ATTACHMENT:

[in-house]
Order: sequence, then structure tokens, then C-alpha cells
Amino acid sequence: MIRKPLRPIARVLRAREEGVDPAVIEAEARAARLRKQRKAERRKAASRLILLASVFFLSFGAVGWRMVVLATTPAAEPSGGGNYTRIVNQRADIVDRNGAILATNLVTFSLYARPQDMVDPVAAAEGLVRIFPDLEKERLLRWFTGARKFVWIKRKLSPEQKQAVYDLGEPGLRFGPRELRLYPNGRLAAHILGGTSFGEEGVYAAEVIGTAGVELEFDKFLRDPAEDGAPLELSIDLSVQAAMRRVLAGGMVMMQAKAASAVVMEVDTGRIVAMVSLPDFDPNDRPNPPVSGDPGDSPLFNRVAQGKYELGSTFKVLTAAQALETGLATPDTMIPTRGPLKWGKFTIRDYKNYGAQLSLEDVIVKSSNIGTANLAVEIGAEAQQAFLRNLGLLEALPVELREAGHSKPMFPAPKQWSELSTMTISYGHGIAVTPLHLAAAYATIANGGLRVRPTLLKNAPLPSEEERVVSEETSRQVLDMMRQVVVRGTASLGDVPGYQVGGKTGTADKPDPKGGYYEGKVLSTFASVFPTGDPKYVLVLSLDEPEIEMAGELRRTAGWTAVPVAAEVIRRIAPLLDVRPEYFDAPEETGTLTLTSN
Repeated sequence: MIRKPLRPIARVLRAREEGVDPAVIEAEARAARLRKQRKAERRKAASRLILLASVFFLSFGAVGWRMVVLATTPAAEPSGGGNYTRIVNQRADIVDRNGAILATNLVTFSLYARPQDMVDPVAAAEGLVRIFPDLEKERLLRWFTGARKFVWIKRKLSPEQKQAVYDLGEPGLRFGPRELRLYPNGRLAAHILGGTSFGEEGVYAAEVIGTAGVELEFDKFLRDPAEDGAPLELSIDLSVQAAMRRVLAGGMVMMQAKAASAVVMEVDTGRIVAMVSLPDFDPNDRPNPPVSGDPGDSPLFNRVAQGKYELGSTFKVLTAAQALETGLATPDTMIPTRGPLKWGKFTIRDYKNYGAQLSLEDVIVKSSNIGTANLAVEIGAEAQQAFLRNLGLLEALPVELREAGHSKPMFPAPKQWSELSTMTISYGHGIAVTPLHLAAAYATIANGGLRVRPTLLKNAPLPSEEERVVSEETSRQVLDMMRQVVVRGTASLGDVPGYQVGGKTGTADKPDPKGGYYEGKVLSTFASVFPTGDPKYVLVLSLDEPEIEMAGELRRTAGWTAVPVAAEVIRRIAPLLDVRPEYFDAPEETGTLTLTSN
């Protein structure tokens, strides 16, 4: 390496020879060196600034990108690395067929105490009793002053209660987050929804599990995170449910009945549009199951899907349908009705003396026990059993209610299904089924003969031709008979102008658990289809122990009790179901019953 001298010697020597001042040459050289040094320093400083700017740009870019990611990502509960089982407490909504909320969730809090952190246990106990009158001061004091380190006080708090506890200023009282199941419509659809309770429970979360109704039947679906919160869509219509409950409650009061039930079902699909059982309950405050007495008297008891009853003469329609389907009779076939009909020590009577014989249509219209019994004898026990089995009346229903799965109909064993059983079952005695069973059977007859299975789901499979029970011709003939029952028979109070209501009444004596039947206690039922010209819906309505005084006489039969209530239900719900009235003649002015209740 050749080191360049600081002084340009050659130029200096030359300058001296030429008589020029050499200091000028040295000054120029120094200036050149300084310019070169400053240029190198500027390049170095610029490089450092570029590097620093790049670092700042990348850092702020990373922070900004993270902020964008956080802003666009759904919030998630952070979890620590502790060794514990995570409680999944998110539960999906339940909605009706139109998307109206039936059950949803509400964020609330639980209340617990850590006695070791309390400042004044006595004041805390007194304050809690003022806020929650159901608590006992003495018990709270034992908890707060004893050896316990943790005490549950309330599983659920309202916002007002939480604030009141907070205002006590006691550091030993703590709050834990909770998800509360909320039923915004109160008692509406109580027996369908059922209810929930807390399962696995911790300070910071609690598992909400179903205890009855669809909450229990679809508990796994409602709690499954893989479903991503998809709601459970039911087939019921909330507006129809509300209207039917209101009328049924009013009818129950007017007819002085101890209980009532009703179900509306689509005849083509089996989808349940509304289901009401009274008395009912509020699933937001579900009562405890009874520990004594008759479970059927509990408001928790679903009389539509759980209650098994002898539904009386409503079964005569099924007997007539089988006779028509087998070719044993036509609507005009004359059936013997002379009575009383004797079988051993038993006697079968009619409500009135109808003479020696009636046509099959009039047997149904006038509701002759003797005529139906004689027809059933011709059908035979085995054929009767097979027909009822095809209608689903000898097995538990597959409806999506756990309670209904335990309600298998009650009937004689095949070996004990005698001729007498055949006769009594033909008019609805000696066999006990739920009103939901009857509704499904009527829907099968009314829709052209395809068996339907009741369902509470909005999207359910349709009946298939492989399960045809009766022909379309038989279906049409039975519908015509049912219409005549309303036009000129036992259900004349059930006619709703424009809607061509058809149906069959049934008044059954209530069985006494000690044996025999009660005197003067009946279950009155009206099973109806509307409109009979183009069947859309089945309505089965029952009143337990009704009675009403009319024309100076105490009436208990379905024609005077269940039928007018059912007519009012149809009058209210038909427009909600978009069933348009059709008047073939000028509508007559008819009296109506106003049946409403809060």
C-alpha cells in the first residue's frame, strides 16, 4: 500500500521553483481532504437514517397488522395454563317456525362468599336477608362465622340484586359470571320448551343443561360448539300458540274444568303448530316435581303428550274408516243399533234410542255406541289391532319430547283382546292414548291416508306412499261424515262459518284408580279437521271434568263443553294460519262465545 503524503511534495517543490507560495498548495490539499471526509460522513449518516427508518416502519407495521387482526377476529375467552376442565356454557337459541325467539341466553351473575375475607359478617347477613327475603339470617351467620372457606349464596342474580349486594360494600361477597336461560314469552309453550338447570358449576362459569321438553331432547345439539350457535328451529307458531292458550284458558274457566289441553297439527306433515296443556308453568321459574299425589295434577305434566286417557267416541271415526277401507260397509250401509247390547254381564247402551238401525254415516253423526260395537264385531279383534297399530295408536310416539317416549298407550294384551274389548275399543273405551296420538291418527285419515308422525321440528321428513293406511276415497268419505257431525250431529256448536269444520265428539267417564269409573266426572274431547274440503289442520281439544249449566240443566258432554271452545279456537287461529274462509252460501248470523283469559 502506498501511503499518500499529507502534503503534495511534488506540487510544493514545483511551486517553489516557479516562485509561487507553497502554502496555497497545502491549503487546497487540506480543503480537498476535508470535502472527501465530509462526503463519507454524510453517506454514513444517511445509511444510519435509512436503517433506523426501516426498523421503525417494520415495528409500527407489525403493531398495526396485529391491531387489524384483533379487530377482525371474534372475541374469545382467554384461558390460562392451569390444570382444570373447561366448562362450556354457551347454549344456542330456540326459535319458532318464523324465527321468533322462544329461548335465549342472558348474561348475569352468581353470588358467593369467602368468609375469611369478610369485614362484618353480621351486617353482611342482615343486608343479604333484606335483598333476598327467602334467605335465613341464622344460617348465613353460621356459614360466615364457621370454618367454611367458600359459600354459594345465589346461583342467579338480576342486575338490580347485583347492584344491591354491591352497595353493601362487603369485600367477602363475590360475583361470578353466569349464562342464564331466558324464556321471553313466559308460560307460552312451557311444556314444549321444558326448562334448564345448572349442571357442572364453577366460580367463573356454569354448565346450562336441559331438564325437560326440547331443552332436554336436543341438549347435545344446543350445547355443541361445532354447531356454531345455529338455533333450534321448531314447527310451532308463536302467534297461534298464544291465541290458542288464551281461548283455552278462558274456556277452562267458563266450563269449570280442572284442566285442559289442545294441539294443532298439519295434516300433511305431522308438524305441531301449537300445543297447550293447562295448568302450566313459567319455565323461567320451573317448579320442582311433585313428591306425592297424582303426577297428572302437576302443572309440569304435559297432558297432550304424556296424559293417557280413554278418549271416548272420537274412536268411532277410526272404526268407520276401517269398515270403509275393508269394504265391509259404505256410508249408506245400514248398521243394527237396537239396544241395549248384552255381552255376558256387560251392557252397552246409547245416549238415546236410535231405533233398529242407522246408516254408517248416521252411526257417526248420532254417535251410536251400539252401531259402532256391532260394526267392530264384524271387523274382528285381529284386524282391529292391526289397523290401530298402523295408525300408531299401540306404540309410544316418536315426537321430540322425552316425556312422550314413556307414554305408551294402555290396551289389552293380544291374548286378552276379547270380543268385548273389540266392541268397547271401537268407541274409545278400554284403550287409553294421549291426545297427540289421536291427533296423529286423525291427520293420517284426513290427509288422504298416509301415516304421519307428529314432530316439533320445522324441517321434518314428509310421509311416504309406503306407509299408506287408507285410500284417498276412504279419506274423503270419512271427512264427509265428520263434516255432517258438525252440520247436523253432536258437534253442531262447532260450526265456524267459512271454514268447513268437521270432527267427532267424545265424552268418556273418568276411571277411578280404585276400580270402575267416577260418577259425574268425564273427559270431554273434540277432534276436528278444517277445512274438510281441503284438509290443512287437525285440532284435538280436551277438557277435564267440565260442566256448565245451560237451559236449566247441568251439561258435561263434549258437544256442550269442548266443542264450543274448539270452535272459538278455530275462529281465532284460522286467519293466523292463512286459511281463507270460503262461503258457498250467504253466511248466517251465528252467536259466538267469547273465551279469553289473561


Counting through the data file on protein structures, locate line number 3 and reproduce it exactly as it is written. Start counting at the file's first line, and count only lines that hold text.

Amino acid sequence: MIRKPLRPIARVLRAREEGVDPAVIEAEARAARLRKQRKAERRKAASRLILLASVFFLSFGAVGWRMVVLATTPAAEPSGGGNYTRIVNQRADIVDRNGAILATNLVTFSLYARPQDMVDPVAAAEGLVRIFPDLEKERLLRWFTGARKFVWIKRKLSPEQKQAVYDLGEPGLRFGPRELRLYPNGRLAAHILGGTSFGEEGVYAAEVIGTAGVELEFDKFLRDPAEDGAPLELSIDLSVQAAMRRVLAGGMVMMQAKAASAVVMEVDTGRIVAMVSLPDFDPNDRPNPPVSGDPGDSPLFNRVAQGKYELGSTFKVLTAAQALETGLATPDTMIPTRGPLKWGKFTIRDYKNYGAQLSLEDVIVKSSNIGTANLAVEIGAEAQQAFLRNLGLLEALPVELREAGHSKPMFPAPKQWSELSTMTISYGHGIAVTPLHLAAAYATIANGGLRVRPTLLKNAPLPSEEERVVSEETSRQVLDMMRQVVVRGTASLGDVPGYQVGGKTGTADKPDPKGGYYEGKVLSTFASVFPTGDPKYVLVLSLDEPEIEMAGELRRTAGWTAVPVAAEVIRRIAPLLDVRPEYFDAPEETGTLTLTSN